Transgender women will now be excluded from female international athletics events. World Athletics President Lord Coe said on Thursday: “The World Athletics Council has today taken decisive action to protect the female category in our sport and do so by restricting the participation of trans athletes.”
The ban will be imposed from March 31 and is the latest in a push across professional sporting bodies to restrict trans women from competing in female categories, with policies often having a knock on effect for junior and amateur competitors too.
Some people argue transgender women should not compete in elite women’s sport because of any advantages they may retain from before they transitioned. However, others say banning trans women from elite sport is exclusionary and amounts to discrimination.
While announcing its ban on Thursday, World Athletics stated that there are currently no transgender athletes competing internationally in athletics competition.
A British LGBT+ charity, said: “It is so disappointing to see World Athletics announce a unilateral ban on trans women in track and field events.
“Their own statement recognises that there are no trans women competing at an international level and that they have no specific evidence to justify the ban.”
Last year, governing organisations for swimmingand rugby league voted to ban athletes who have gone through male puberty from racing in women’s events.
In his statement on Thursday, Lord Coe also confirmed that Russian athletes will remain barred from track and field “for the foreseeable future” because of the country’s invasion of Ukraine.
The International Olympic Committee (IOC) is exploring a pathway for Russian and Belarusian athletes to compete as neutrals at next year’s Olympic Games in Paris.However, it appears likely they will not be able to feature in athletics in Paris, arguably the highest-profile Olympic sport.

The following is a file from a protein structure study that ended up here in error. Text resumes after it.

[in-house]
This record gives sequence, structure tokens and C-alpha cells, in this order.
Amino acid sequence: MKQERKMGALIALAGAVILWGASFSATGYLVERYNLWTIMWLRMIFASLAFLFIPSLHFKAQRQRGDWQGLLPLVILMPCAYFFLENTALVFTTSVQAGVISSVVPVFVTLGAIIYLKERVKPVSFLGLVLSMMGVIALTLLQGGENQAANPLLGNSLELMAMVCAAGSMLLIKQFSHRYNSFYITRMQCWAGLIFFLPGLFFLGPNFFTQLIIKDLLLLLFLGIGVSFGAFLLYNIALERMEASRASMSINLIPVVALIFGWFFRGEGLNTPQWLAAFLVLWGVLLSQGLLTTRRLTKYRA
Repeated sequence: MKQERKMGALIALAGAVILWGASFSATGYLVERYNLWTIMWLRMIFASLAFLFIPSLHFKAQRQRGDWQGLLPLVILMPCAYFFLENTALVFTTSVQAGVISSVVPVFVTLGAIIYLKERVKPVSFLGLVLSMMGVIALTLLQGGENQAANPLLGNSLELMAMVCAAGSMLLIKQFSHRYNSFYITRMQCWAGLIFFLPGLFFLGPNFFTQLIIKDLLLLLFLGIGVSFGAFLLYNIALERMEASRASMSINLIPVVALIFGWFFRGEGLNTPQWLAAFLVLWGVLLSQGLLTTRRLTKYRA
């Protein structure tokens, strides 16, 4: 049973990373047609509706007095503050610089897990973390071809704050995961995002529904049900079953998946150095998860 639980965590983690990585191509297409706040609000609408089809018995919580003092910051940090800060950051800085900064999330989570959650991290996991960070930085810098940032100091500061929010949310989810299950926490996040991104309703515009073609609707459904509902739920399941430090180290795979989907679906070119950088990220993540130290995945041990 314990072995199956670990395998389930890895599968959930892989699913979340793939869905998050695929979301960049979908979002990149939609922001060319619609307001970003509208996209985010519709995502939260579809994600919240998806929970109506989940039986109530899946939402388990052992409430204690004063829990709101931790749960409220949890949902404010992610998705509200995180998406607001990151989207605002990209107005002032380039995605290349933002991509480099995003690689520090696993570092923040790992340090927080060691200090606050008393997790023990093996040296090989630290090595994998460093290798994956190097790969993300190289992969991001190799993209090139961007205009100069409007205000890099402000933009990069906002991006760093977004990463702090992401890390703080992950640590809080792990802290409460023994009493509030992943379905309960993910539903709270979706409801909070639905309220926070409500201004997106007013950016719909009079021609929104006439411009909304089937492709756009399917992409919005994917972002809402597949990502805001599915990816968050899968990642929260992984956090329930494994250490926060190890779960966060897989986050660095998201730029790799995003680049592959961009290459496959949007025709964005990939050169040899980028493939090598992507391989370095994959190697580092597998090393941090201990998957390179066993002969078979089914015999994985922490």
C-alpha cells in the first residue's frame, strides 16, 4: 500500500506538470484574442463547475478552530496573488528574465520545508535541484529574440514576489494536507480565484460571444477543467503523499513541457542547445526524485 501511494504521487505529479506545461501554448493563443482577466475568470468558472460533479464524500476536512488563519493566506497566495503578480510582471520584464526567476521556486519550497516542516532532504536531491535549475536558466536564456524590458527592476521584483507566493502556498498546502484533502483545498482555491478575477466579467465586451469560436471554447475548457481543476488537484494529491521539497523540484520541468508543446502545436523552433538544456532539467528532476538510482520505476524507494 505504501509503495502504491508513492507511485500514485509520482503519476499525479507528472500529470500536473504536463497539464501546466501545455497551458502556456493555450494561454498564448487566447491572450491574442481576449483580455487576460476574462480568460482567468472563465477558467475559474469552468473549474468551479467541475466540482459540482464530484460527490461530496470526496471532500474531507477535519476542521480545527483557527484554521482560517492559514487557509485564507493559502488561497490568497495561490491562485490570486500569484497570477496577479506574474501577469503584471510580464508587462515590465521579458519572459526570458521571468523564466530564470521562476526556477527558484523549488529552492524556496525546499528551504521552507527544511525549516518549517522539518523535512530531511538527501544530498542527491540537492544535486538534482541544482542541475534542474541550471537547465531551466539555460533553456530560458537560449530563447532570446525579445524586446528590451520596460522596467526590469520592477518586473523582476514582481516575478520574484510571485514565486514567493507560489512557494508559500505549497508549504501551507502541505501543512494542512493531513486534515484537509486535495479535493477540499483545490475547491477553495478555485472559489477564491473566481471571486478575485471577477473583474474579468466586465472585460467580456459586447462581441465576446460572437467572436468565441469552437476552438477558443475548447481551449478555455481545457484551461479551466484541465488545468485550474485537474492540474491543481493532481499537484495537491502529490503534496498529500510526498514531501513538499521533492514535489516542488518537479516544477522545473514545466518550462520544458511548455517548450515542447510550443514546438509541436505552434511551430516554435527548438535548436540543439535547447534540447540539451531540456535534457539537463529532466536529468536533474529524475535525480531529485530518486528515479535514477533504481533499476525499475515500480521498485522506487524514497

In 2021, the UK’s sports councils (Sport Wales, Sport England, UK Sport, Sport Scotland and Sport Northern Ireland), acknowledged there is no solution that balances the participation of trans women in female sport while achieving competitive fairness and safety.
They also argued that because sports are incredibly diverse, they cannot recommend a one-size-fits-all approach to transgender participation.
“There may not be a common single competition model which will meet the needs of full transgender inclusion while retaining competitive fairness, particularly in female sport,” the report said.
Another factor that complicates matters, is testosterone. The role of the hormone alone in predicting performance in sport is often unclear, as the IOC has acknowledged.
And the UK sports councils have stated that trans women retain stamina, strength and physique when competing in female sport, even if their testosterone levels have been reduced.